Shop for Cat Lover Gifts

Shop for Dog Lover Gifts

Saturday, July 23, 2005

A Love Story about Dogs—How it all Began

Posted by Harriet Steinberg on Jul 23, 2005, 17:11

In 1987 the most intense love of Randi Berger’s life left this planet—her pet dog, Skippy. Skippy was a scruffy, tan terrier mix who came to Randi as a puppy when Randi was seven years old. Berger stated that she had such a great love for her pet that she preferred his company to that of her own peers.

When Skippy was 14-years-old, he almost died as the result of an automobile accident. Berger, who was so tremendously devoted to this pet, was able to nurse him back to good health. As Berger explained, “Three years later when he died, life as I knew it came to a halt.”

After Skippy passed away, Berger had to do something to help relieve the pain of not having her dog any more. She traveled throughout the United States in search of some answers. Finally, she began to frequent the animal shelters and adoption facilities near where she lived. When she learned that 75 percent of the animals placed in the shelters were euthanized, she decided she had a mission in life.

Her mission was to rescue, rehabilitate and find homes for dogs who have been abandoned, abused or suffer the bad luck of having an owner can no longer take care of their pets. She does all this through her dog rescue agency, Recycled Pets.

Initially her agency began by rescuing dogs from Southern California shelters. Now that she is better known, most of the dogs come to her agency from their owners, so they do not end up in over-crowded shelters. Berger also plans dog adoption events, which take place at various high-visibility locations, such as pet shops, parks and coffeehouse patios, where she matches people with their new canine counterparts. Berger says that she has met many of her life-long friends at these events.

All of the dogs are temperament-tested, spayed or neutered, given their shots, veterinary care when needed, and groomed before adoption. Special care is also given to make sure that they are properly matched to their new owners. Due to the fact that Berger has seen many behavior problems among these animals, she has learned by experience how best to rehabilitate and teach these dogs positive socialization.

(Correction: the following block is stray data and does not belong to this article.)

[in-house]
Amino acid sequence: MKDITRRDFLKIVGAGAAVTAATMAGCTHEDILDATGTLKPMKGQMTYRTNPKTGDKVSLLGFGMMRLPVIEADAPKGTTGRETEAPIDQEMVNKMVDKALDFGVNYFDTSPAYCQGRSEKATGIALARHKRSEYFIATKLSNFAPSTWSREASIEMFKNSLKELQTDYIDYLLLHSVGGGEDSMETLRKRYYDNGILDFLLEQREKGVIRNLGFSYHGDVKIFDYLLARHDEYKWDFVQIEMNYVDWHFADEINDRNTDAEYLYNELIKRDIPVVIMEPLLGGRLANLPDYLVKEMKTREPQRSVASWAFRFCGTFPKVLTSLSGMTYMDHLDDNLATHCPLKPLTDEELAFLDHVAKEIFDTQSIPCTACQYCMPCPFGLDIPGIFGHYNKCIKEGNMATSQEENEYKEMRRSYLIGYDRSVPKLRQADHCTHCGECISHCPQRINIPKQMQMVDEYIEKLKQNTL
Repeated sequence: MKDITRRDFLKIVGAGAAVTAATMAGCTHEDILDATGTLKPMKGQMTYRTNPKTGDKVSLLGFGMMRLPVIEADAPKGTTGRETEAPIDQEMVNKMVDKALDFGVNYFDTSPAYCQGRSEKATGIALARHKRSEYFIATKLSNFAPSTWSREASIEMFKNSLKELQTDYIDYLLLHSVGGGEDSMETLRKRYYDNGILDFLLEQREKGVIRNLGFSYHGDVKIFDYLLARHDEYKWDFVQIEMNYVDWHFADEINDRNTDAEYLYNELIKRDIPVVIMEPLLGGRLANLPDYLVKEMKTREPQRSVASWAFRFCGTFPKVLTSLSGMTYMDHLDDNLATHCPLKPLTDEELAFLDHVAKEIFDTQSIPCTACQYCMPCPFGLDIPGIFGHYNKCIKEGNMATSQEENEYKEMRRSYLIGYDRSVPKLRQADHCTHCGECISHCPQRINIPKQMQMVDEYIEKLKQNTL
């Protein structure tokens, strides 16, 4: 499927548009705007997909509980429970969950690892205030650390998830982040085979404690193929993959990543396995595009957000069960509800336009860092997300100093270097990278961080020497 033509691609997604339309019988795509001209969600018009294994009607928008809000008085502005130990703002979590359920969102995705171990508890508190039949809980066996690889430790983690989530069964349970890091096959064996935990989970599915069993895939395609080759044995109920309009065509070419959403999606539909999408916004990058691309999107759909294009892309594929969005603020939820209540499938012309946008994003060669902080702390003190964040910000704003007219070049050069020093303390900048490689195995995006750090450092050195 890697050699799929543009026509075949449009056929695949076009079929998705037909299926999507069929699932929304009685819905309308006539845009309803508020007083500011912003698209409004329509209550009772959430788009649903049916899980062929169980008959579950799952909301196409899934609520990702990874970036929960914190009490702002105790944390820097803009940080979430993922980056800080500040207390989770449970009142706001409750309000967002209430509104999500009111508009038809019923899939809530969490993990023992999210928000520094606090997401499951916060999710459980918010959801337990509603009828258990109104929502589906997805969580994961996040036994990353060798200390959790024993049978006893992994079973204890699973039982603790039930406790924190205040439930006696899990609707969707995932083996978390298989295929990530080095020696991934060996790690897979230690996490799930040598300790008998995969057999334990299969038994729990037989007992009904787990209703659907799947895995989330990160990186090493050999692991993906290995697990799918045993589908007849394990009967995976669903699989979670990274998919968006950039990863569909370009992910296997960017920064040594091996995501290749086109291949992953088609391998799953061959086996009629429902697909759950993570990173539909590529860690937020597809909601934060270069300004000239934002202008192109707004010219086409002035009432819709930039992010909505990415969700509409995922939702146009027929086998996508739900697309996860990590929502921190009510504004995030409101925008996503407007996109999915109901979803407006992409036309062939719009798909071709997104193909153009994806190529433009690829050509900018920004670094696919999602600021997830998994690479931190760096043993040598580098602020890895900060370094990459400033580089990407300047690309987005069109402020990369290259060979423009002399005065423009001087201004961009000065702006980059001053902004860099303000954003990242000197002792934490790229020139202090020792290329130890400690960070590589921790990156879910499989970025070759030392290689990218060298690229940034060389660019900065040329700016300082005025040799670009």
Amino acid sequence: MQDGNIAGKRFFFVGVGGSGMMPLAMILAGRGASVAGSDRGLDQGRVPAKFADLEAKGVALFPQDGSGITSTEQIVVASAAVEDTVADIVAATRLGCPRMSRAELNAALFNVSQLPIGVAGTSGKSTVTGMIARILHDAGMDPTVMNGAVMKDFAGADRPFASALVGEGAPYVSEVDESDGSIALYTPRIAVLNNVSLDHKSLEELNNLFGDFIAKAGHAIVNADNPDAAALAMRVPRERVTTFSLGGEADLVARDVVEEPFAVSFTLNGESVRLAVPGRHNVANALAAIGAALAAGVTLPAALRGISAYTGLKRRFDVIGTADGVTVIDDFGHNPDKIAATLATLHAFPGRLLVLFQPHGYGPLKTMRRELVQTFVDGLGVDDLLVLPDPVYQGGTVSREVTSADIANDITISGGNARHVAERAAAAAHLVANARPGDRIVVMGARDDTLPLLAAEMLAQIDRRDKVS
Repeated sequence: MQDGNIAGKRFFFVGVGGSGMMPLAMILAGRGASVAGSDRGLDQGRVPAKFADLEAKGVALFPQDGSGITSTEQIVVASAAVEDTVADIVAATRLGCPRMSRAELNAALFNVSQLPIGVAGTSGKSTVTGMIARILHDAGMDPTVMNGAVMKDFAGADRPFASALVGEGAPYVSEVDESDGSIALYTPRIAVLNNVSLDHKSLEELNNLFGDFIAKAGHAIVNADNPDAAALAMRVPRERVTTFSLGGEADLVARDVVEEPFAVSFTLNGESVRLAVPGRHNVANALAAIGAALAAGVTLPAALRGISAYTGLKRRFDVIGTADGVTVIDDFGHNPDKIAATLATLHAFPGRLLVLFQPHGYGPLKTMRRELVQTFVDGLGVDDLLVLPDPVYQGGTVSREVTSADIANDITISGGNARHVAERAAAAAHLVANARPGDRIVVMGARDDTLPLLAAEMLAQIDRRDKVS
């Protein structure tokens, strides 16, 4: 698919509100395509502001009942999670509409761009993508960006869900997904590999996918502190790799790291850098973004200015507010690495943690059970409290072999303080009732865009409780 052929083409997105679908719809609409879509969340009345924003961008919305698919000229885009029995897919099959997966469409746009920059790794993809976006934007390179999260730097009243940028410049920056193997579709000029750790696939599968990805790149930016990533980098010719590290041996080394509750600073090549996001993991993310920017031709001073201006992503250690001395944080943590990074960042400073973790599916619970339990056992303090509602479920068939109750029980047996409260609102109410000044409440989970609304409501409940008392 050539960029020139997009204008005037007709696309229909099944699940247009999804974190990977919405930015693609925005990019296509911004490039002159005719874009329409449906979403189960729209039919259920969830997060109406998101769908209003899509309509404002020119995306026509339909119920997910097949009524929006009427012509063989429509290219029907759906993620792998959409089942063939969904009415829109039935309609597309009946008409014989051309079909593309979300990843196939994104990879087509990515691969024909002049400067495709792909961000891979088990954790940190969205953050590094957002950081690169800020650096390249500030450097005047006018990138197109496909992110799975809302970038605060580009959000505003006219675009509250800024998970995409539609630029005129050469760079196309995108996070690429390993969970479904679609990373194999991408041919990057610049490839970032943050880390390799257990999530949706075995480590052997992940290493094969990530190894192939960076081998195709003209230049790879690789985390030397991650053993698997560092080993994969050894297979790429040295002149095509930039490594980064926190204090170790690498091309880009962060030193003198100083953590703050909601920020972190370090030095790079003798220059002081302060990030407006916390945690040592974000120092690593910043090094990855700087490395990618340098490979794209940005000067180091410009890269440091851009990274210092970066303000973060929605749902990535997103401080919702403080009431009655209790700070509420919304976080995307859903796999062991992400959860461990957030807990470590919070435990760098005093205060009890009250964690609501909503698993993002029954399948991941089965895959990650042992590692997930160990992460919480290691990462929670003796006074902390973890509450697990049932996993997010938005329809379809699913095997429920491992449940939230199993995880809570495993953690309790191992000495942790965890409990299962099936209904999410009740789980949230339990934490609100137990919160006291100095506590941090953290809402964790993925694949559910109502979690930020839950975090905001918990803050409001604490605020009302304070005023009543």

Berger has just published her first book, “My Recycled Pets: Diary of a Dog Addict.” It is based on her diary, where she captured the rewarding experiences and remarkable “tales” about her rehabilitated favorite pets.

To date, Berger has rescued and rehabilitated over 5,000 dogs. When asked about her efforts, she said, “I have given these abandoned animals a second chance to become who they were meant to be—safe from abuse and neglect.”

Keeping your pets safe from heat

As many of you look for ways to keep cool this weekend your pets need the same attention.

Veterinarian Susanne Heartsill said the rule of thumb is if it's too hot for you to be outside, it's too hot for your pets, too. Heartsill said she's already treated two dogs that came in suffering heat stroke. Common sense usually tells us when we're getting too hot but animals are different.

"They go and go until they collapse," said Heartsill.

Here's what you want to watch out for: If your pet can't stop panting in the first five minutes, you should contact a vet. Doctor Heartsill also explains if you don't already have one, get a thermometer. If your pets temperature is above 102.8 you need to consult a professional. She said black colored dogs are more prone to over heating than light colored dogs so keep them well hydrated.

Also, never leave your dog in a car, even with the windows partially rolled down, for any reason at any time.

Dog Lover Gift Ideas

Friday, July 22, 2005

'Transport My Dog' Doggie Day Camp

The Transmiperro system (Transport my Dog) is a day camp for dogs, where a colourful bus takes them to a camp in the village of Cajic, 30 km (19 miles) north of Bogot, where the animals are trained and enjoy games and activities. Each pet owner pays between $34 and $106 per month depending on the program the dog is enrolled in. The dogs are returned home, exhausted, at the end of the day.

Shop for Dog Collectibles

Thursday, July 21, 2005

Problem of vehicle-to-animal accidents is increasing

Source: Globe and Mail By ROB SHAW, Thursday, July 21, 2005

"Right after the innovation of cars, they started running into wildlife," said Bruce Leeson, a senior environmental scientist at Parks Canada.

But as highways grow larger, cars travel faster, and animals have less space to roam, the problem of vehicle-to-animal accidents is increasing.